Dear Wendy
Dear Wendy

The Segregation of Online Dating (and How To Fix It)

interracialStudies have shown that Americans prefer to date someone from their own race and that, when looking for a mate, this preference is stronger than almost any other. A new study, however, suggests that people may be limiting their choices to those in their own race not because they aren’t attracted to or couldn’t be interested in someone who doesn’t look like them, but because they fear they’re not attractive to other races.

Sociologist Kevin Lewis at the University of California, San Diego, examined “the interactions of 126,134 newly signed-up members of the online-dating website OKCupid over two and a half months.” He found that, while “most people very rarely strayed beyond their own ethnicity in reaching out to potential dates,” they were much more likely to respond to and even initiate contact with someone from another race once they themselves had been contacted by somebody of a different race. In fact, “these people logged 115% more interracial exchanges in the two-and-a-half-month study period than OKCupid members of a similar background and region who had not been contacted by a person from another race. One interesting thing the researchers note is that getting a message from, say, a black guy didn’t mean that that person would suddenly approach people from all other races; it just meant she or he would pay more attention to other black guys. It’s also interesting to note that as a group Asian women date outside their race more than any other group and, in fact, date white men more than they date their Asian counterparts.

Researcher Lewis explains that most online daters who don’t think to reach out to other races are practicing “pre-emptive discrimination.” They’ve been rejected or discriminated against in the past by other races, so they stick with people who look like them. This would explain why white people, who traditionally experience the least amount of racism or rejection based on their race, are the ones who approach other races the most in online dating. Lewis says “his data suggests that if someone — more likely a man, according to the data — makes the first move, and overcomes his fear of rejection, online daters realize the pool of potential partners may be wider and richer than they had previously imagined, and they tend to initiate more interracial contacts and to respond to ones that come their way more often.”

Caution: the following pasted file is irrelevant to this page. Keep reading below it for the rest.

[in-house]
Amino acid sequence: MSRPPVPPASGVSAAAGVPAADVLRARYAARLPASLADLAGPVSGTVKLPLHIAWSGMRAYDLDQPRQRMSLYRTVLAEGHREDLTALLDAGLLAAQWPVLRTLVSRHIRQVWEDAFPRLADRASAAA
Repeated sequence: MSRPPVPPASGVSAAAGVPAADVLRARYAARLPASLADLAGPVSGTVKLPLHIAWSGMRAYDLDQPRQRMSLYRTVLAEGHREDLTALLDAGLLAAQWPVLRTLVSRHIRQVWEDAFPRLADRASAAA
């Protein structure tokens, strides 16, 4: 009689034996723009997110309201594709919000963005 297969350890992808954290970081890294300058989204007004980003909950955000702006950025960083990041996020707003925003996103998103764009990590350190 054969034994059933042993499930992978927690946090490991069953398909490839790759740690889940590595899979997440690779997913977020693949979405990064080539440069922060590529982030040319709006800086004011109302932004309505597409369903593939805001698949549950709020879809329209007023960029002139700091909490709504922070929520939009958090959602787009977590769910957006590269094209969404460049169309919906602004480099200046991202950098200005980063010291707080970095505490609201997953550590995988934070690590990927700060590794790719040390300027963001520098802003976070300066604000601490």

So, daters, there you go. Think outside the box. Don’t be afraid to approach people of other races. Sure, you may get rejected, but you may get rejected by people of your own race as well. Might as well fish in a bigger pool, right? You just may catch yourself a good one.

[via Time.com]

136 comments… add one
  • avatar

    TECH November 7, 2013, 1:40 pm

    I find this really interesting. I have to admit, I’ve never felt attracted to people of other races. And usually I think that’s just the way I am instinctively, not because I’ve been rejected by people of other races.
    Also, I think when it comes to online dating, discrimination is just par for the course. People judge you based on pictures, based on a misspelling in your profile, based on where you went to school, etc. They take 30 seconds to read your profile and move on. Sometimes it just seems like a crap shoot.
    I think in general, people need to think outside the box, and try dating someone who is not typically their “type”. They may be surprised at what they find!

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    • avatar

      KMJ November 7, 2013, 2:07 pm

      I can’t imagine actually believing that I’m not attracted to other races.